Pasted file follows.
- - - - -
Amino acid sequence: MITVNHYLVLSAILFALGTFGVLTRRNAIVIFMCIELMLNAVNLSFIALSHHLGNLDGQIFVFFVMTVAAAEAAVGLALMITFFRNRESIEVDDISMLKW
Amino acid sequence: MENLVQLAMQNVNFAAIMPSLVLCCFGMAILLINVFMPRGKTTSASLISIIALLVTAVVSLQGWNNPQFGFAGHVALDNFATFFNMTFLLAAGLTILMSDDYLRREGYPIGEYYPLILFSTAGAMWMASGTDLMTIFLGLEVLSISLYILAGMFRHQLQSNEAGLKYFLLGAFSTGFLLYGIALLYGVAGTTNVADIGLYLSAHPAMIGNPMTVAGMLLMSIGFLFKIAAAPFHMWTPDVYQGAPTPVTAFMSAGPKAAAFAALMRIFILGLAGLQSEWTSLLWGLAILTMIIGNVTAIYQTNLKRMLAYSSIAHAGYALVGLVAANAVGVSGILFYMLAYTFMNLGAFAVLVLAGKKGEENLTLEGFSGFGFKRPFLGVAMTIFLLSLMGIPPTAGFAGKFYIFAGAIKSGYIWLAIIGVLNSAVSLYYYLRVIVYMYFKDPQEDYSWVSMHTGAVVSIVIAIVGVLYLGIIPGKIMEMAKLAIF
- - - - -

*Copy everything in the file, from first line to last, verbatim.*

Amino acid sequence: MITVNHYLVLSAILFALGTFGVLTRRNAIVIFMCIELMLNAVNLSFIALSHHLGNLDGQIFVFFVMTVAAAEAAVGLALMITFFRNRESIEVDDISMLKW
Amino acid sequence: MENLVQLAMQNVNFAAIMPSLVLCCFGMAILLINVFMPRGKTTSASLISIIALLVTAVVSLQGWNNPQFGFAGHVALDNFATFFNMTFLLAAGLTILMSDDYLRREGYPIGEYYPLILFSTAGAMWMASGTDLMTIFLGLEVLSISLYILAGMFRHQLQSNEAGLKYFLLGAFSTGFLLYGIALLYGVAGTTNVADIGLYLSAHPAMIGNPMTVAGMLLMSIGFLFKIAAAPFHMWTPDVYQGAPTPVTAFMSAGPKAAAFAALMRIFILGLAGLQSEWTSLLWGLAILTMIIGNVTAIYQTNLKRMLAYSSIAHAGYALVGLVAANAVGVSGILFYMLAYTFMNLGAFAVLVLAGKKGEENLTLEGFSGFGFKRPFLGVAMTIFLLSLMGIPPTAGFAGKFYIFAGAIKSGYIWLAIIGVLNSAVSLYYYLRVIVYMYFKDPQEDYSWVSMHTGAVVSIVIAIVGVLYLGIIPGKIMEMAKLAIF